Lea Kimley has always looked up to the Clark County Fair queens, having attended fairs since age 5. On Saturday, their eyes were on her.
With 27 former queens in attendance at the Champions Center Banquet Room, the 2016 Southeastern High School graduate was crowned the 2016 Clark County Fair queen.
For Kimley, 18, the title means being able to speak out on an agricultural platform. She’ll study agricultural communications at the Ohio State University Agricultural Technical Institute this fall.
“I’m really excited to speak out for what agricultural communication is about and being a positive mentor,” she said.
Kimley came in with Clark County Fair royalty experience as she was the 2015 Pork Queen. But when it comes to the impromptu questions of the Fair Queen Contest, past titles don’t help.
“I studied with a friend who asked me questions and prepared and the one I got they didn’t cover,” Kimley said, smiling.
She was satisfied with her answer and able to relax – for a bit.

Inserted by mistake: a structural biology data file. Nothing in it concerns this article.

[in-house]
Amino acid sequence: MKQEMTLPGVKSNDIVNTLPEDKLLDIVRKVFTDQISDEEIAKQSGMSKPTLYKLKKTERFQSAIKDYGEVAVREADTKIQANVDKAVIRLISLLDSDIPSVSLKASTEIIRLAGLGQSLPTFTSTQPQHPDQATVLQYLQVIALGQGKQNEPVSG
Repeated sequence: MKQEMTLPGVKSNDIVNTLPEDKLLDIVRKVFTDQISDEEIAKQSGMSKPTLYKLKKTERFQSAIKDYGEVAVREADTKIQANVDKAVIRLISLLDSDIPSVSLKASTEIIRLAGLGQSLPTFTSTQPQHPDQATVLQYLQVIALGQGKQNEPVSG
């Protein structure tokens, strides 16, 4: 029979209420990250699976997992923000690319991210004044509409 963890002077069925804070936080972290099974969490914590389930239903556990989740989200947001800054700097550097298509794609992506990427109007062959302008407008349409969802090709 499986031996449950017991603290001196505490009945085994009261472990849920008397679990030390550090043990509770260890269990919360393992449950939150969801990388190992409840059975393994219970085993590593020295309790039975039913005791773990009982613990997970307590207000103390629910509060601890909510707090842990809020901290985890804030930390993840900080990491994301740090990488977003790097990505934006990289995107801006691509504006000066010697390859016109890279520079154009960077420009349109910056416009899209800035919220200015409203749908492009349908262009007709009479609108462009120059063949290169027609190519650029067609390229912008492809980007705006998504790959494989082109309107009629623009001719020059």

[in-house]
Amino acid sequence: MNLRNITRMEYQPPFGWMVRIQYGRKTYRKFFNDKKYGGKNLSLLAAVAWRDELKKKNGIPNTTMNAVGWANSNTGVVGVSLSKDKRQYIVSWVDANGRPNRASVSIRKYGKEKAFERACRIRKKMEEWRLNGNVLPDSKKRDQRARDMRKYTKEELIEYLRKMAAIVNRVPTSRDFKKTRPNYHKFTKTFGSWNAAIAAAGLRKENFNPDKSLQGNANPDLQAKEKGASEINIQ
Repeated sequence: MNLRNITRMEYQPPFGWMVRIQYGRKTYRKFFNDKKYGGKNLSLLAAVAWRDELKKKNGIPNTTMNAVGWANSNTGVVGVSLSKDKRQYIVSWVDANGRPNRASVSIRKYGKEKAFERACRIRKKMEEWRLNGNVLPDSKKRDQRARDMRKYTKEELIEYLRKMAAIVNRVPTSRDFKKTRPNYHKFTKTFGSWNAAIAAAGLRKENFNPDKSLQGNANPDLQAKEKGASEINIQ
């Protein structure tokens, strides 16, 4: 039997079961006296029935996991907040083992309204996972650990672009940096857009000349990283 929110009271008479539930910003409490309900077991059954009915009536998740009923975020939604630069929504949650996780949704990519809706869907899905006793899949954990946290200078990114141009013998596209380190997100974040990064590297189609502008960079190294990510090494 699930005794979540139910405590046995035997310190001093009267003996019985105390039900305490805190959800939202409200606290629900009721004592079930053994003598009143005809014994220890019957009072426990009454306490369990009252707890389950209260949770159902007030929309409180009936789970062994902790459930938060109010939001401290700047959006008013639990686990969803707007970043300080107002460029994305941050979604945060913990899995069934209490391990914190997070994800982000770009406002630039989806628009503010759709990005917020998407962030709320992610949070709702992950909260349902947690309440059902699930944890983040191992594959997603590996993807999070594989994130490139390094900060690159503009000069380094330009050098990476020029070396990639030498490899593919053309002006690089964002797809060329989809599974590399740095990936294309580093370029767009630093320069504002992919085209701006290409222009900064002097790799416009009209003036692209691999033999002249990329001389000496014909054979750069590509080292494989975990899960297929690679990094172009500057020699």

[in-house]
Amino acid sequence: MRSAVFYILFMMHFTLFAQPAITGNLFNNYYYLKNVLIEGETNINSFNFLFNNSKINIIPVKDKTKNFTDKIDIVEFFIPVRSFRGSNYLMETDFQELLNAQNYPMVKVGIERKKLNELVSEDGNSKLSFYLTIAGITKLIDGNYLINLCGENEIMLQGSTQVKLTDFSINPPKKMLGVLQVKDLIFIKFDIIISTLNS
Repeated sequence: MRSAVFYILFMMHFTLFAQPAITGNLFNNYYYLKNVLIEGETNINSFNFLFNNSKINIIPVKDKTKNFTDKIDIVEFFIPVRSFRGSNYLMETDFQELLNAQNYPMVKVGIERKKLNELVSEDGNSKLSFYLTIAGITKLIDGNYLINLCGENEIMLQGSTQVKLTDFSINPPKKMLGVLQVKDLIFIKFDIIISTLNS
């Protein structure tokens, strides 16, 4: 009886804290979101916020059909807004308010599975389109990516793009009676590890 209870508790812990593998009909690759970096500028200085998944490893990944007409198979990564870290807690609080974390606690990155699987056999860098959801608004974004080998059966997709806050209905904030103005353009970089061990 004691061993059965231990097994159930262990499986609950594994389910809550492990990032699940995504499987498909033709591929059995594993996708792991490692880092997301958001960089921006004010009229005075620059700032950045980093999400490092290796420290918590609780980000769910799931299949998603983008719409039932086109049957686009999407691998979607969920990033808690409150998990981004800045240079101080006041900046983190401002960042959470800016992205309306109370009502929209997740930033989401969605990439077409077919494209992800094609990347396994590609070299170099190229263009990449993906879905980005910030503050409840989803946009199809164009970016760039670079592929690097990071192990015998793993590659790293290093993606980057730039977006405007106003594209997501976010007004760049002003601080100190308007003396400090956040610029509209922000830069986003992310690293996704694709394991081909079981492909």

The breaks for judges’ deliberations meant a lot of pacing and trying to stay cool. But it all turned to joy once the roses, crown and sash were handed out.
Besides her queen duties, Kimley is showing her pigs at the fair as she’s done for years. Her family runs Kimley Show Pigs in South Charleston.
They’ve been all over the country this summer already with the pigs, and Kimley said it’s good being back on home ground. Yet she’s also eager to represent Clark County at other fairs and before heading to school.
“Lea has spent her whole life in the local agriculture community and will make a wonderful representative for us,” said Fair Queen chairperson Debbie Corbitt.
The title comes with a $500 scholarship.
First runner-up was 2015 Northeastern High graduate Jamie Gothard, who earned a $300 scholarship and will begin her second year at the Ohio State University this fall. Lindsay Fries, who just graduated from Northwestern High School, was second runner-up and got a $200 scholarship and will study at the University of Findlay.
Fries also earned the Community Service Award.
The contest also recognized past Clark County Fair queens since 1965, with 27 attending from as far away as California, many in their original crowns and sashes.
Each was introduced with updates on their lives since being fair queens. Career experiences range from doctors and health professionals to military members, educators, executives, students and even former model/actresses.
“We were really thrilled with the turnout,” said Corbitt, who is also a past fair queen.
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